It is all water under the bridge, and I never did anything except stop taking phone calls from the SSB broker, but it is a true story and should perhaps be a warning to you that these guys are not as bright as they are cracked up to be, and you should not rely on them. My broker was very fixated on earning his 3k commission, and as a result I did lose a significant sum of money following poor advice.
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Re: Advice on Smith Barney
Old 07-24-2006, 06:03 PM   #24
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Re: Advice on Smith Barney

Quote:
Originally Posted by ESRBob
He then came up with the bright idea/cold call one day that I should write call options on some of my remaining holdings, pocket some premium, and maybe the options would expire and I could do it again.* To my shame, I agreed, pocketed 50k of premium - $1 per share -* (he got about 3k commission and whatever the spread was on this option, which was no doubt significant)

If I had been thinking, I would have realized that what I really needed to be doing was buying put options (to lock in current prices), not selling call options (picking up premium and giving the other party the upside in the stock).* Then again, if my SSB broker had been thinking, as he is supposed to do, he would have also come to the same conclusion.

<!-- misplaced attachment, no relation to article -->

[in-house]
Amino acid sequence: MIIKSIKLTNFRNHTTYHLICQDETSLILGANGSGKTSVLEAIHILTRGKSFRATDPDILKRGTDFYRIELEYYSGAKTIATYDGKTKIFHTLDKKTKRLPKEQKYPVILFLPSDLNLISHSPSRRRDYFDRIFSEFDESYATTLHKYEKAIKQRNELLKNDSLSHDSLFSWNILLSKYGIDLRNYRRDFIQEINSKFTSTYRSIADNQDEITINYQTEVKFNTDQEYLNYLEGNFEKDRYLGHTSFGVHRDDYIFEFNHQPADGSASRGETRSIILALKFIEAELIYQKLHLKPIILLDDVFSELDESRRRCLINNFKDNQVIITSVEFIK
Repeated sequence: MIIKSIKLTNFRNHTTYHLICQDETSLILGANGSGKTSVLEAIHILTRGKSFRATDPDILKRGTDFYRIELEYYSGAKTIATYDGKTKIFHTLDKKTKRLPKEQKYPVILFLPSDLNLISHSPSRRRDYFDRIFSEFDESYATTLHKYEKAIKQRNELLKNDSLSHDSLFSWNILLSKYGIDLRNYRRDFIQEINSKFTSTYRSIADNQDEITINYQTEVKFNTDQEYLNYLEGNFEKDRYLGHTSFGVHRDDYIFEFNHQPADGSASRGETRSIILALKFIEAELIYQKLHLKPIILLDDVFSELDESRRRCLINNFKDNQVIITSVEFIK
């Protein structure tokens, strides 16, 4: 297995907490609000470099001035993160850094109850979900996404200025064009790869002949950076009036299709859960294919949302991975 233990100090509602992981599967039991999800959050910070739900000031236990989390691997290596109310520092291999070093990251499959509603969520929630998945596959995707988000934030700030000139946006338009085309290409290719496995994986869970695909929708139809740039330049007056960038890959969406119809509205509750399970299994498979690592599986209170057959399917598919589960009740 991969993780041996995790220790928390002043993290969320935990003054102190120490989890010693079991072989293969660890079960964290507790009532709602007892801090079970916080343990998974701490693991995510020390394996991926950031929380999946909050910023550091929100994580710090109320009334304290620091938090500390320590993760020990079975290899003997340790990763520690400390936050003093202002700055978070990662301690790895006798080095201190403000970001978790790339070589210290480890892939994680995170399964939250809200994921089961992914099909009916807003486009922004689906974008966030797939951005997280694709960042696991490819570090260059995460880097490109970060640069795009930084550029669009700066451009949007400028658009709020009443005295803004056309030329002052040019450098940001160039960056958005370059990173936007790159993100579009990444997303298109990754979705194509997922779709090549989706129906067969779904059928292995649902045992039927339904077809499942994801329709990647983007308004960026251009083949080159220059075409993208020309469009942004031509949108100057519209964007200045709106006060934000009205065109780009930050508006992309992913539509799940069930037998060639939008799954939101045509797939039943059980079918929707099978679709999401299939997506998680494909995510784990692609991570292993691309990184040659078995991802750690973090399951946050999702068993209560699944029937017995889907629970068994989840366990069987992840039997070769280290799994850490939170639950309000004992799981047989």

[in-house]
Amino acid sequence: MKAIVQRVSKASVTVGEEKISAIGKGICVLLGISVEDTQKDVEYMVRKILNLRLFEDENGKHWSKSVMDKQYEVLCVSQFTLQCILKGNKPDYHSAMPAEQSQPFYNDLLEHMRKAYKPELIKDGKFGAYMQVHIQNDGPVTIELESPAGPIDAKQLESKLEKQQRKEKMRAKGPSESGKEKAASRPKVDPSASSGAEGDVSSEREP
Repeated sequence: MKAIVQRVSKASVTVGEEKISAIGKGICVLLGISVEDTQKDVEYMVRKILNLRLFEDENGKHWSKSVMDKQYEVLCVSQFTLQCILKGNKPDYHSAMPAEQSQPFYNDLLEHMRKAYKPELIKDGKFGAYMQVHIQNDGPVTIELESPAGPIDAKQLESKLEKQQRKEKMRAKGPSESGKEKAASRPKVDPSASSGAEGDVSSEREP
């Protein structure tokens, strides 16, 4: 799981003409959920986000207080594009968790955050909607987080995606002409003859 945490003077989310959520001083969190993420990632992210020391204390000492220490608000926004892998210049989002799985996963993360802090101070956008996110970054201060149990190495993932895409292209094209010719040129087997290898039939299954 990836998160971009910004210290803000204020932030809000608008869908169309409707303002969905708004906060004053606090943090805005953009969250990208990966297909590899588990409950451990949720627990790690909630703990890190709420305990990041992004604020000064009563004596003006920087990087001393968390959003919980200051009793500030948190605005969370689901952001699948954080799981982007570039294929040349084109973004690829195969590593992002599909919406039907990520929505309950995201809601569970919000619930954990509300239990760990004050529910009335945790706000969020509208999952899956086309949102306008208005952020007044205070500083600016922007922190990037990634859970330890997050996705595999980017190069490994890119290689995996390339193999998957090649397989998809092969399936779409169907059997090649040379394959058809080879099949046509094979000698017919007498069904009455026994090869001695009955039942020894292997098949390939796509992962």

Your broker was half right.* *The "standard" way to lock-in wealth with restricted stock is with a zero-cost collar.* *You sell out-of-the-money calls and buy out-of-the-money puts with the proceeds, so your net cost is zero.* *This will limit your downside while giving you some limited upside.
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Re: Advice on Smith Barney
Old 07-24-2006, 06:20 PM   #25
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Re: Advice on Smith Barney

Wab,
He may have even mentioned the second half of the collar, but I didn't hear it our couldn't see it.

Anyway everyone was making and losing paper profits in 1999 so the story isn't unusual. And I look at the bright side: I still had enough to ER, and the shortfall gave me the conditions to 'discover' early semi-retirement and write a book about it!
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Re: Advice on Smith Barney
Old 07-24-2006, 09:04 PM   #26
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Re: Advice on Smith Barney

Thanks for all the good advice. I thought I was right, but I wouldn't have been if I hadn't been reading this board for the last six months or so. My options, then, appear to do nothing (my preferred approach to almost every thing) or to roll over to Vanguard, which gives my slightly more flexibility since I can add to it and withdraw from it. Thanks again.

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Re: Advice on Smith Barney
Old 07-24-2006, 09:35 PM   #27
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Re: Advice on Smith Barney

setab,

We'll send you a bill.
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Re: Advice on Smith Barney
Old 07-25-2006, 07:52 AM   #28
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Re: Advice on Smith Barney

And my checkis in the mail!

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Re: Advice on Smith Barney
Old 07-25-2006, 10:34 AM   #29
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Re: Advice on Smith Barney

They burn earn it... :P